When the opportunity arose to do a 3-hour private coaching session with Arthur in New York City, I decided to go for it. This is one of the investment that I had been thinking about for the past three years. Now was the perfect time to exercise my options. So I bought a round trip bus ticket to New York City and went to The Big Apple last Friday for the coaching session with Arthur. This time, I would be the student. And I wanted to be the perfect student. After all, I had been studying his work for some time.

It was intense. I was excited and terrified all at the same time. It was much easier to understand the vocal awareness method intellectually. It’s a whole other thing experiencing it first hand. Three hours with Arthur flew by, and I learned a great deal about myself and the Work ahead.

Sometimes learning new things means you have to unlearn old things

As a result of his coaching, I became aware of some of the habits that I needed to change. I noticed how my shallow breathing made me run out of air while talking and kept my volume soft.  I noticed myself giggling frequently and looking away or closing my eyes during the awkward moments. Arthur gave me feedback on a vocal pattern that I have developed (and that I’ve come to enjoy by the way) of being dramatic in how I  phrase things, rather than speaking in a more natural, conversational tone. He encouraged me not to feel pressure to be in “presentation mode” but rather to just be my Self.

Don’t expect perfection

glissade asemble - youtube videoArthur used a lot of dance and performance metaphors. I had flash backs to when I was in my early thirties taking ballet classes as an adult. I remember the horror that I felt when I saw myself in the mirror trying to do “glissade assemblé.” Unlike the young graceful dancer in this YouTube video, I looked more like a frog leaping for its life. It was so awful that I quit taking ballet lessons shortly thereafter. Isn’t that a sad ending?  How unfortunate that I would give up just because I couldn’t do something perfectly the first few times!

Stick with the investment

Then I remembered an important lesson in investing: Stick with it. Just because you are afraid or there is a momentary fluctuation in market performance doesn’t mean you should pull out. You have to understand your “risk tolerance.” Clearly in the ballet class, I had zero risk tolerance and fled at the slightest dip in the market (aka my confidence and ego)

Now, I face the same scenario, only I’m older and wiser. And I also have access to more excuses, like I’m older and wiser. “Excuses are what we use to abdicate responsibilities for our lives, says Arthur Samuel Joseph. (page 38, Vocal Power)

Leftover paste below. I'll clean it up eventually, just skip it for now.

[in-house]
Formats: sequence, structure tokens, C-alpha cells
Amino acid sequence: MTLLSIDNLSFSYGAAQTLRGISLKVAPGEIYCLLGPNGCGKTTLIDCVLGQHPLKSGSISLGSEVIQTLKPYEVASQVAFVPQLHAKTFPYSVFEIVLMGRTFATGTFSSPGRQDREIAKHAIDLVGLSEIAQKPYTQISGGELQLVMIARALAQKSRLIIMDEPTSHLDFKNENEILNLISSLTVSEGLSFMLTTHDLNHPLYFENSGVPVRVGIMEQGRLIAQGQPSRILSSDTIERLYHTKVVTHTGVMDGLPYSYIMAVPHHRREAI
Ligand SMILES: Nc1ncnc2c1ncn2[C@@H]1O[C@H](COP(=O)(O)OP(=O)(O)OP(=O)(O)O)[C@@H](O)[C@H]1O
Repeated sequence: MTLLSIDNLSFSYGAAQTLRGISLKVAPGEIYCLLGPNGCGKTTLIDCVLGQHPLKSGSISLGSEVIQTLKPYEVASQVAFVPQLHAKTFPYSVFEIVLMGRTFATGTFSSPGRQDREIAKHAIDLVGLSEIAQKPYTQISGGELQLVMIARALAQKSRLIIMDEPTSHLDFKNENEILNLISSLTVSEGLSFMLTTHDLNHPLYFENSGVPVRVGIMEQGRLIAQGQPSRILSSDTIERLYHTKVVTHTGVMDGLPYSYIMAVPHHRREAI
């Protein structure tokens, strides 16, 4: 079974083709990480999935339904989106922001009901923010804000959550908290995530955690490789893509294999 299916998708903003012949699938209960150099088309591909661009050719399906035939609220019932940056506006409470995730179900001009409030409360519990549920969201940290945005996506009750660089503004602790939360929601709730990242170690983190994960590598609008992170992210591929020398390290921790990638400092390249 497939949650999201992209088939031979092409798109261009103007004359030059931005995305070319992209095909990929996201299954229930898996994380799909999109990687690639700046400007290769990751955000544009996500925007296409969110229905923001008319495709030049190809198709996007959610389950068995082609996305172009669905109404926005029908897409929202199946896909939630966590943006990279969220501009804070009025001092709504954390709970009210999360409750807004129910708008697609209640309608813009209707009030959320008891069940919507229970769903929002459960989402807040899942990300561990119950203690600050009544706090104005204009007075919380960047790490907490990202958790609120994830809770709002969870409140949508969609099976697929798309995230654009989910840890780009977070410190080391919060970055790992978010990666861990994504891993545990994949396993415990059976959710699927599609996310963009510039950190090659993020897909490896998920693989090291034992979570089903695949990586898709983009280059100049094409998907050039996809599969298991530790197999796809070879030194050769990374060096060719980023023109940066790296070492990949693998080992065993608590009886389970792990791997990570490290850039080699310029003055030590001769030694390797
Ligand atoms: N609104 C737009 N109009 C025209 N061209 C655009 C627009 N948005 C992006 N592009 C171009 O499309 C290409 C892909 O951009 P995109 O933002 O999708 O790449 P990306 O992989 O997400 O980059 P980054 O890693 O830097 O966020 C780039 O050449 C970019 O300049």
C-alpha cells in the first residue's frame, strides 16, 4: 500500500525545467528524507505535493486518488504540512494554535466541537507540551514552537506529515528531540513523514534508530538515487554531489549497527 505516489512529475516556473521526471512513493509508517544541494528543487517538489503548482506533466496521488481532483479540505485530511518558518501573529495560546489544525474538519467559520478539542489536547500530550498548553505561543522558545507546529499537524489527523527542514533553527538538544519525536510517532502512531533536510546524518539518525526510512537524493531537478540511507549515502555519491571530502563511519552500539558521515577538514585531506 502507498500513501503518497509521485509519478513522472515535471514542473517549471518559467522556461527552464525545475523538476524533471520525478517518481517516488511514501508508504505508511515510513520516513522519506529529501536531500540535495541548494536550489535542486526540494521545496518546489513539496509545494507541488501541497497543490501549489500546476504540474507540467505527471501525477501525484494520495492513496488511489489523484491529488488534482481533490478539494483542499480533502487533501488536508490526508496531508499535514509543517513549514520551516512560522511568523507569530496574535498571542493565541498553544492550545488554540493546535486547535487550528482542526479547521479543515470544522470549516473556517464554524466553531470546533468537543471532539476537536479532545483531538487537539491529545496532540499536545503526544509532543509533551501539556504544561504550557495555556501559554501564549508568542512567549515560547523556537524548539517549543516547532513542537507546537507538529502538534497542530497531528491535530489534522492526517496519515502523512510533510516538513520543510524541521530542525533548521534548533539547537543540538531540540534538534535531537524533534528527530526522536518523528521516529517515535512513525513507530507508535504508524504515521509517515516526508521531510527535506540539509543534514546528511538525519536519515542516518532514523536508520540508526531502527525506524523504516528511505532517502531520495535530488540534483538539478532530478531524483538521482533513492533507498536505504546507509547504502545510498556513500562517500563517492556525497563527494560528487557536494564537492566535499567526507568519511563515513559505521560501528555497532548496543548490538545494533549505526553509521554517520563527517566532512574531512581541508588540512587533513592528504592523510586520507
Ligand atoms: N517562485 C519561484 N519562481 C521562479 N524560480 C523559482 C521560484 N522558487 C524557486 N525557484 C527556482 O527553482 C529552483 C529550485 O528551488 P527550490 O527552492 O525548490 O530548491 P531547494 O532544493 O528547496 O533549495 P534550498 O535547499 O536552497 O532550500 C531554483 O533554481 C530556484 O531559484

I’ve made the first investment in vocal awareness. Now, am I willing to continue to stick with that investment and see it grow to fruition? Am I willing to risk failure in order to succeed? Do I have the commitment to stick with it through the awkward beginner phrase until I can reach a level of proficiency and eventually mastery?

We’re in this for the long haul

“If you aren’t willing to own a stock for ten years, don’t even think about owning it for ten minutes.”   – Warren Buffett  

Perhaps we should look at investing in our professional development just as Warren Buffett views investing in the stock market.

When deciding to invest in your career, you have to take the long view. Personal and professional development is not sold on the shelf. It cannot be bought or traded. It is not about instant gratification and immediate reward. It’s work. It’s The Work.

What’s the difference between being a perfectionist and striving for excellence?

“The idea that perfection is possible is a psychological death trap. Excellence, on the other hand, means always doing your best and allowing your best to improve by degrees.”

Arthur Samuel Joseph

As Arthur explained to me in New York City, “the goal is not perfection, but rather excellence.” The focus is not winning, but quality. It’s all about conscious awareness and noticing the subtleties of your work. Vocal Awareness method teaches us a process for creating excellence by working through the medium of voice.

Voice is power

To quote Arthur: “Voice is power. Voice is identity – how we represent ourselves to the world. Having a confident, commanding voice and personality can make the difference between being heard and being ignored.”

I believe that’s worth investing in. What do you think? You have my permission to voice your comments here…